A 19th-century Cuban salon and popular dance and music genre often mistaken abroad as habanera, but which denotes Havana-style contradanza in addition to an earlier style of contradanza: namely, a Spanish line dance popular in the 18th and early 19th centuries thought to come from an older English "country dance" (thus the Spanish corruption of the name). It was Franco-Haitian slaves seeking refuge in Oriente in the 1790s, however, not the Spanish, who introduced the genre to island, in the form of the French contredanse.

Although rhythmically tame by contemporary Afro-Cuban standards, the contradanza was scandalously syncopated for its time because it represented one of the earliest obvious entrances of African rhythm into Cuban music salons which had until then been a venue for strictly European forms like waltzes, quadrilles and schottisches. Previously, European instruments, melodies and harmonies had worked their way into the musical practices of Cuban slaves, but no such reversal of musical influence had been so strong until the appearance of the contradanza.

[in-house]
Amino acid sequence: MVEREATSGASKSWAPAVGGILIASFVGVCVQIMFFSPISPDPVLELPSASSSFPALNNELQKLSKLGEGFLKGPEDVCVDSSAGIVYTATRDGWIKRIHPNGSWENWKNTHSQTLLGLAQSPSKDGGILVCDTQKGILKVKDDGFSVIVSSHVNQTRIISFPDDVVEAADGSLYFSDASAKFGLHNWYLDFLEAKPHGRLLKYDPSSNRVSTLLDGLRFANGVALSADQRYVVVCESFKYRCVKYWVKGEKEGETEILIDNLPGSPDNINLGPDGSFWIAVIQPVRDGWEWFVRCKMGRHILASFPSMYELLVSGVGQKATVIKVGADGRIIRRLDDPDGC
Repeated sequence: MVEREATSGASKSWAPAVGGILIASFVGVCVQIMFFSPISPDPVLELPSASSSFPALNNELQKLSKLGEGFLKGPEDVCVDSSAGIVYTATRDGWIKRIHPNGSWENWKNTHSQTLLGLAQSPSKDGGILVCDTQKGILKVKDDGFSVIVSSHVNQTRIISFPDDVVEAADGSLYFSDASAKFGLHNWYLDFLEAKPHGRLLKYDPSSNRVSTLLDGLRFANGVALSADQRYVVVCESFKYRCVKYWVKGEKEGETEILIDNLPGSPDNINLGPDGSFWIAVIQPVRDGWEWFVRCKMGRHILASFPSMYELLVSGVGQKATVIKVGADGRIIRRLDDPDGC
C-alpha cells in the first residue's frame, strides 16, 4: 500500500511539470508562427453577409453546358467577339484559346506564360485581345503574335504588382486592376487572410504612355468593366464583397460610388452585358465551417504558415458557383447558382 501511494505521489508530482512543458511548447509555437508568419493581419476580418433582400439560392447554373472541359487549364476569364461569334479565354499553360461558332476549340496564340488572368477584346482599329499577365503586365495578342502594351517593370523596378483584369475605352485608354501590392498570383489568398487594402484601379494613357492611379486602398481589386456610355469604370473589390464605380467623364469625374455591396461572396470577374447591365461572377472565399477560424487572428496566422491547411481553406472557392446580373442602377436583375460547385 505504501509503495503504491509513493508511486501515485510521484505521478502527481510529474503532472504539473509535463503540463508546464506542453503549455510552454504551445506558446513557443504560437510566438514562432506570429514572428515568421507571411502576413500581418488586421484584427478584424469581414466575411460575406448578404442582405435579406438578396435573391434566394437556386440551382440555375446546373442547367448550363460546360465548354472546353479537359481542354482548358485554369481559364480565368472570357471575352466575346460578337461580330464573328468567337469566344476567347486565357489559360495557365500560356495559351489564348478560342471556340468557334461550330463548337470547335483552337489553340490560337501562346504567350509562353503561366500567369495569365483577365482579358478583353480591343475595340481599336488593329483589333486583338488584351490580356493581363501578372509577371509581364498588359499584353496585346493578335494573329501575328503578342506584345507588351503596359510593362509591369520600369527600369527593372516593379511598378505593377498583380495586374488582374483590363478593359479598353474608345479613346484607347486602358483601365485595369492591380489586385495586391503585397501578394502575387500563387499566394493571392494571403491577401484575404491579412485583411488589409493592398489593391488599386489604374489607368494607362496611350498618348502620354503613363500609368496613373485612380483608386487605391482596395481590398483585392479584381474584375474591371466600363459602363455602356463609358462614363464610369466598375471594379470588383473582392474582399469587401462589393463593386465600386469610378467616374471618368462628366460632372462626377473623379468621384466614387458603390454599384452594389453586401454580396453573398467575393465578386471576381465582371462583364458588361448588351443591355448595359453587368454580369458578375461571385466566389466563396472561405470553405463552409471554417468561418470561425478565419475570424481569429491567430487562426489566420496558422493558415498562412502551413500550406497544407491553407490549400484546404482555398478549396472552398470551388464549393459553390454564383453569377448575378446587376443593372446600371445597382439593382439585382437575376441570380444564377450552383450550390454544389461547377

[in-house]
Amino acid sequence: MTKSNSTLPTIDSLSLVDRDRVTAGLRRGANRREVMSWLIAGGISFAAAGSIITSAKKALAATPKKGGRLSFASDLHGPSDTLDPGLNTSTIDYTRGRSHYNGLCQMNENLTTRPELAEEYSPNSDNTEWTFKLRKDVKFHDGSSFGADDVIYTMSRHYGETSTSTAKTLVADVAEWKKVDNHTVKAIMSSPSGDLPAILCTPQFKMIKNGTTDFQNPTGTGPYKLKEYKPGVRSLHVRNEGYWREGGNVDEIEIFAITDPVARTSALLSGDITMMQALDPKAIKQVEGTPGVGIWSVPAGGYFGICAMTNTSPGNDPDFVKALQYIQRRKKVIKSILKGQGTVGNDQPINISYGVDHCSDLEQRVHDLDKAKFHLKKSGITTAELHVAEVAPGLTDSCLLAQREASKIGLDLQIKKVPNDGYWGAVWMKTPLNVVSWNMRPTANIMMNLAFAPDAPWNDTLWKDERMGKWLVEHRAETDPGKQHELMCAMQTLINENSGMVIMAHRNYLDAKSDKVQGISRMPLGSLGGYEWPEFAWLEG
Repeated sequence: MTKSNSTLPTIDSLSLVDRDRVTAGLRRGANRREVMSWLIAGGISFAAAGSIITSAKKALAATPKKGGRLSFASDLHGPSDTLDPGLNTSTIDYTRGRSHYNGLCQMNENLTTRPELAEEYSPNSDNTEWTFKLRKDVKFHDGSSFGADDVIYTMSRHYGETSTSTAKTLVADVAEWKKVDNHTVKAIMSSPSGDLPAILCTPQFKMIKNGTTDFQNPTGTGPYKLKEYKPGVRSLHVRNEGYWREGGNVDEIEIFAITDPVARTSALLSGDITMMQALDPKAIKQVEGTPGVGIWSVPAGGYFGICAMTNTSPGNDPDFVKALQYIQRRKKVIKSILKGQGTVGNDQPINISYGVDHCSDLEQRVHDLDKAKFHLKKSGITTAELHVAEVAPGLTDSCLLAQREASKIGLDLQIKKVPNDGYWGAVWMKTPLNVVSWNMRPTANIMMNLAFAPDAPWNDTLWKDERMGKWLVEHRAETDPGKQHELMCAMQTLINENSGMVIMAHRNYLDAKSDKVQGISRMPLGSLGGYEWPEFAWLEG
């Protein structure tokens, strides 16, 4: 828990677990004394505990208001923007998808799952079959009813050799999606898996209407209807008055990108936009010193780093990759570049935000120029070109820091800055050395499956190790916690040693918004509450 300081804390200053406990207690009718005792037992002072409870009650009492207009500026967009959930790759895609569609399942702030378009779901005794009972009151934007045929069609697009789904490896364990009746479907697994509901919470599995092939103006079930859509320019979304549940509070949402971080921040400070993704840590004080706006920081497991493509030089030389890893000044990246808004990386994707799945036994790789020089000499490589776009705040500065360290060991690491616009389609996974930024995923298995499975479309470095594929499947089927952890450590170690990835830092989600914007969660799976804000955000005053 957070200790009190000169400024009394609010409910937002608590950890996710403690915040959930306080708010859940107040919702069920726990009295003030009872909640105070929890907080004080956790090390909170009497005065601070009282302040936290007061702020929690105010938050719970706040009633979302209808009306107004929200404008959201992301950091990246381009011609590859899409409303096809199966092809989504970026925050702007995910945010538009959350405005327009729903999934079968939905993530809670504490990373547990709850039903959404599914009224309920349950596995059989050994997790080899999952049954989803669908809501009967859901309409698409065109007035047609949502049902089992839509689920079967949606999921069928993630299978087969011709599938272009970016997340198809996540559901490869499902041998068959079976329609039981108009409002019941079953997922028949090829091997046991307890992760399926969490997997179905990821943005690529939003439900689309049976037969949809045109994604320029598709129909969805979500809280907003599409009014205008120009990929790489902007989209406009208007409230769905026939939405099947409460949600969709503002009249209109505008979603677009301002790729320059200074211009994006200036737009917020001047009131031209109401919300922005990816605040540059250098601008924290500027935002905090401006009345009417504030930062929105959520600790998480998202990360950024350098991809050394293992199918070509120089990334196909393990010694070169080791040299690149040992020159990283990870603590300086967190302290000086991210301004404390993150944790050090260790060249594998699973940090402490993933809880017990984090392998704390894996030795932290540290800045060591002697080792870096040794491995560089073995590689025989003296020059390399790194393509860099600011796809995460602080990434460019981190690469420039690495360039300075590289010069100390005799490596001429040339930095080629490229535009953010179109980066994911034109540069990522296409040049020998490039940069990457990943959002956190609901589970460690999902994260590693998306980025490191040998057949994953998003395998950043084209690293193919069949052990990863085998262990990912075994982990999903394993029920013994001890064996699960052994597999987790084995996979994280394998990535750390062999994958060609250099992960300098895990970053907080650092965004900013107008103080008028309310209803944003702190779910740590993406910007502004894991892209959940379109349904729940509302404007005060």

While the Cuban contradanza was well-established by the turn of the 19th centurty, the earliest surviving example is "San Pascual Bailón," which dates fron 1803.

Sheet music for "La Matilde," composed by Manuel Samuell (b. 1817)